Part 4 Locker operations – Locker can be open by the customer only after proper verification of the identity and recording of the authorization by the bank officials. The bank needs to keep all the records of the locker accessed along with details of date and time and obtain customer’s signature. Banks shall send an email and SMS alert to the registered email ID and mobile number of the customer before the end of the day and the redressal mechanism available in case of unauthorized locker access. The bank custodian shall check whether the lockers are properly closed post locker operation and must do a physical check of the locker room at the end of the day to ensure that lockers are properly closed.
Part 5 Nomination facility and settlement of claims in event of death of a customer - The banks will offer nomination facility in case of safe deposit lockers and safe custody of articles. In the event of the death of the customer, bank will return the content of the locker to the nominee subject to the verification of the proof of the customer death. Banks need to settle the claims and release the content to the nominee within 15 days from receipt of claim and submission of requisite documents. The details of the number of claims received pertaining to deceased locker-hirers should be reported to the Customer Service Committee which shall review the claims. If there is no nomination made by the deceased locker-hirers then banks shall adopt a Board approved policy to facilitate access to the legal heir(s) / legal representative of the deceased customer.
Part 6 Closure and Discharge of locker items – The locker can be broken in event of loss of keys and it can be seized if government agencies approach the bank with orders from court or any other authority or the customer is not meeting the terms and conditions. Bank can break open the locker if the customer did not pay the rent for more than three years. Before breaking open the locker, the bank shall give due notice to the locker-hirer through a letter and through email and SMS alert to the registered email id and mobile phone number.
In event of loss of locker keys, the customer needs to immediately inform the bank. All charges for opening the locker, changing the lock and replacing the lost key may be recovered from the hirer. The opening of the locker has to be carried out by the bank or its authorized technician only after proper identification of the hirer.
In case if the locker is inoperative for period of seven years and the locker hirer cannot be located even though the rent is paid regularly the bank shall be at liberty to transfer the contents of the locker to their nominees/legal heir or dispose of the articles in a transparent manner, as the case may be.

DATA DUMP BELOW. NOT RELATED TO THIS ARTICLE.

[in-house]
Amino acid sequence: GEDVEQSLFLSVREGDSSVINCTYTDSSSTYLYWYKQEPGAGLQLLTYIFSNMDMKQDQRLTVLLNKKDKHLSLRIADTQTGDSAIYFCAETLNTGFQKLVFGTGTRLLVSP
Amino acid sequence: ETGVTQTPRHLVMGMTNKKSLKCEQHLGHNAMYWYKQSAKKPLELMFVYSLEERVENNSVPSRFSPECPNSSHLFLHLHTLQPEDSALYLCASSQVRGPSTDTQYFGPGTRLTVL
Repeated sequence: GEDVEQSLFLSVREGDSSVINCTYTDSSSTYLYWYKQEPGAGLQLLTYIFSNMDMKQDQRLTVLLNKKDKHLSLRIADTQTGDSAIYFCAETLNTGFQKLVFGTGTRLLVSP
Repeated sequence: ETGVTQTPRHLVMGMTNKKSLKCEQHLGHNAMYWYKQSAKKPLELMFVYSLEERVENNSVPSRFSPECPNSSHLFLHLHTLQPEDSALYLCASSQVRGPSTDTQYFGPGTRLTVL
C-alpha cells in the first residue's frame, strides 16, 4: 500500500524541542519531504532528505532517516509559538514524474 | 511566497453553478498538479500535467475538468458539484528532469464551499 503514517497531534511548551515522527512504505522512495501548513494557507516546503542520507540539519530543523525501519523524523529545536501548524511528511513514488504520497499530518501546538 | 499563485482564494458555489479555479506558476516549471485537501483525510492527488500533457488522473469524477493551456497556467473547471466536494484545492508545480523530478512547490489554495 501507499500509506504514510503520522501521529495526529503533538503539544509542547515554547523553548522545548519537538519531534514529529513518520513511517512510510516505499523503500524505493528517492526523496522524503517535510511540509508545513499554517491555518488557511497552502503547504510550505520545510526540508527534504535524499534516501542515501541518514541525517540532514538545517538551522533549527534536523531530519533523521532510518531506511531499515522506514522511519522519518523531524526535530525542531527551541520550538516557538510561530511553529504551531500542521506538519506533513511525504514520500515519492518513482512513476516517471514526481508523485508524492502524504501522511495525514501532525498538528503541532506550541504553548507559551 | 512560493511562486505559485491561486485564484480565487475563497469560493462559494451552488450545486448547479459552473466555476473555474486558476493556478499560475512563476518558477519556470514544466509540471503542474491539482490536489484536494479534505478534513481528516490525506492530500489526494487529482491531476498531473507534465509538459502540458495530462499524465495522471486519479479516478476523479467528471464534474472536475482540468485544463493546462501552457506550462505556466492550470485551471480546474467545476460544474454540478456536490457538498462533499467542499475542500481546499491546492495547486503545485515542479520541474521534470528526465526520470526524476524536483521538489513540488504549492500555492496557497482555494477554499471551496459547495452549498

Part 7 Liability of banks – This is most important part as the banks need to put in place a detailed bank approved policy and ensure proper functioning of the locker system, guarding against unauthorized access to the lockers and providing appropriate safeguards against theft and robbery. Further, banks shall adhere to the Master Directions on Frauds for reporting requirements about the instances of robberies, dacoities, thefts and burglaries.
Banks will not be liable for any damage and/or loss of contents of locker arising from natural calamities or Acts of God like earthquake, floods, lightning and thunderstorm or any act that is attributable to the sole fault or negligence of the customer. Banks shall, however, exercise appropriate care to their locker systems to protect their premises from such catastrophes. Banks’ liability has been limited to 100 times its annual rent in case of fire, theft, frauds by employees, or building collapse.
Part 8 Risk Management, Transparency and Customer Guidance – Banks with the approval of the board need to have branch insurance policy to minimize the loss due to incidents like robbery, fire, natural calamities, loss during shifting/merger of branch, etc., affecting contents of lockers. However, banks under no circumstances offer directly or indirectly, any insurance product to its locker hirers for insurance of locker contents. Banks will not be under any liability to insure the contents of the locker against any risk whatsoever. Banks shall display the model locker agreement with all the Terms & Conditions and the Standard Operating Procedures (SOPs) on various aspects on their websites and/or at branches (if official website is not available) where locker facility is being provided by them.
RBI’s new locker rulers aims to standardization, transparency as individuals often find it difficult to get the locker. However, the rule states that banks will not be liable in case of natural calamity, there will be no insurance on the content in the locker and liability in event of theft or fire or fraud of employees will be 100 times its annual rent. A large size locker of the India’s largest state-owned bank cost has the annual rent of Rs 6000+GST. In case the individual keeps large number of valuables in the account then it will risky as banks would not insure the contents of the locker. One must keep a track, do regular updates and ensure timely payment of the rent for the safekeeping of the items in the bank locker.